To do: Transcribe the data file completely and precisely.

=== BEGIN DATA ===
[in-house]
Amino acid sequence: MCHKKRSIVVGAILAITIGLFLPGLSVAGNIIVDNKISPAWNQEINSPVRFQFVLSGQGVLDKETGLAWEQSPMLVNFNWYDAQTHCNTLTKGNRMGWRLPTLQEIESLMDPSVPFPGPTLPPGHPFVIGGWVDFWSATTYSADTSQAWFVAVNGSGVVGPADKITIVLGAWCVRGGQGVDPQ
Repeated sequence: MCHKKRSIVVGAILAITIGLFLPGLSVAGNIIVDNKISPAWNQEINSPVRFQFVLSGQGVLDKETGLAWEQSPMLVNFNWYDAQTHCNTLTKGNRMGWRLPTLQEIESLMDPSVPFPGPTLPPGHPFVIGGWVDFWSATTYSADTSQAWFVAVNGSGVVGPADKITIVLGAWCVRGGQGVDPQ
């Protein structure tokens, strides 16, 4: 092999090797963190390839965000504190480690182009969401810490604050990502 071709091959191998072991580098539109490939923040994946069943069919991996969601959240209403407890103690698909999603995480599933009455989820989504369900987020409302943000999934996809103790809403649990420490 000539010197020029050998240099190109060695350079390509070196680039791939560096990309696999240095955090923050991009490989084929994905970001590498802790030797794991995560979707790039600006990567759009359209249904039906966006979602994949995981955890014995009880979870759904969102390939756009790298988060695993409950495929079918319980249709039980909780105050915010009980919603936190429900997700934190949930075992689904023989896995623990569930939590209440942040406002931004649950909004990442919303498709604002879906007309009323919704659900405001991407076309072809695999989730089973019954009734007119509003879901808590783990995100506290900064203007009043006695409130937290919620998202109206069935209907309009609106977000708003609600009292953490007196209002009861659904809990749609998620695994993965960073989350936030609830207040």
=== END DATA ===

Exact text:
[in-house]
Amino acid sequence: MCHKKRSIVVGAILAITIGLFLPGLSVAGNIIVDNKISPAWNQEINSPVRFQFVLSGQGVLDKETGLAWEQSPMLVNFNWYDAQTHCNTLTKGNRMGWRLPTLQEIESLMDPSVPFPGPTLPPGHPFVIGGWVDFWSATTYSADTSQAWFVAVNGSGVVGPADKITIVLGAWCVRGGQGVDPQ
Repeated sequence: MCHKKRSIVVGAILAITIGLFLPGLSVAGNIIVDNKISPAWNQEINSPVRFQFVLSGQGVLDKETGLAWEQSPMLVNFNWYDAQTHCNTLTKGNRMGWRLPTLQEIESLMDPSVPFPGPTLPPGHPFVIGGWVDFWSATTYSADTSQAWFVAVNGSGVVGPADKITIVLGAWCVRGGQGVDPQ
């Protein structure tokens, strides 16, 4: 092999090797963190390839965000504190480690182009969401810490604050990502 071709091959191998072991580098539109490939923040994946069943069919991996969601959240209403407890103690698909999603995480599933009455989820989504369900987020409302943000999934996809103790809403649990420490 000539010197020029050998240099190109060695350079390509070196680039791939560096990309696999240095955090923050991009490989084929994905970001590498802790030797794991995560979707790039600006990567759009359209249904039906966006979602994949995981955890014995009880979870759904969102390939756009790298988060695993409950495929079918319980249709039980909780105050915010009980919603936190429900997700934190949930075992689904023989896995623990569930939590209440942040406002931004649950909004990442919303498709604002879906007309009323919704659900405001991407076309072809695999989730089973019954009734007119509003879901808590783990995100506290900064203007009043006695409130937290919620998202109206069935209907309009609106977000708003609600009292953490007196209002009861659904809990749609998620695994993965960073989350936030609830207040």